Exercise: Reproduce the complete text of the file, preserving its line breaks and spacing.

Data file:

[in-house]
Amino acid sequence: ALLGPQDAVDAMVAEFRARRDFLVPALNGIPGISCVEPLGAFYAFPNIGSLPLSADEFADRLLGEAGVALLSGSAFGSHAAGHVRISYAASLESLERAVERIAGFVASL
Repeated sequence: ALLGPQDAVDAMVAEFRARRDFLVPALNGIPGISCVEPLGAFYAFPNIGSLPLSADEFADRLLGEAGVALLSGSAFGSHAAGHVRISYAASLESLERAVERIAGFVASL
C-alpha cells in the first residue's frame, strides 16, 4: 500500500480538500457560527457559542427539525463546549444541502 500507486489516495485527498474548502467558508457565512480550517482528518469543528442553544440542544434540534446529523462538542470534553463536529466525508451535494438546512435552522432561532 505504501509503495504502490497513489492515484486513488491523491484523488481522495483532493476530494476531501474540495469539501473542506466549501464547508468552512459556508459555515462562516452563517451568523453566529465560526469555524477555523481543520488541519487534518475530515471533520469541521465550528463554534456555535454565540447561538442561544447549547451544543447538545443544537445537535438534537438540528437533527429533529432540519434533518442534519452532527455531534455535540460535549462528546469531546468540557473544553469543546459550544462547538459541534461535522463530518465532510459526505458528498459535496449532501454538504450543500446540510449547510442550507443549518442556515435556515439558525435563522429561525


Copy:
[in-house]
Amino acid sequence: ALLGPQDAVDAMVAEFRARRDFLVPALNGIPGISCVEPLGAFYAFPNIGSLPLSADEFADRLLGEAGVALLSGSAFGSHAAGHVRISYAASLESLERAVERIAGFVASL
Repeated sequence: ALLGPQDAVDAMVAEFRARRDFLVPALNGIPGISCVEPLGAFYAFPNIGSLPLSADEFADRLLGEAGVALLSGSAFGSHAAGHVRISYAASLESLERAVERIAGFVASL
C-alpha cells in the first residue's frame, strides 16, 4: 500500500480538500457560527457559542427539525463546549444541502 500507486489516495485527498474548502467558508457565512480550517482528518469543528442553544440542544434540534446529523462538542470534553463536529466525508451535494438546512435552522432561532 505504501509503495504502490497513489492515484486513488491523491484523488481522495483532493476530494476531501474540495469539501473542506466549501464547508468552512459556508459555515462562516452563517451568523453566529465560526469555524477555523481543520488541519487534518475530515471533520469541521465550528463554534456555535454565540447561538442561544447549547451544543447538545443544537445537535438534537438540528437533527429533529432540519434533518442534519452532527455531534455535540460535549462528546469531546468540557473544553469543546459550544462547538459541534461535522463530518465532510459526505458528498459535496449532501454538504450543500446540510449547510442550507443549518442556515435556515439558525435563522429561525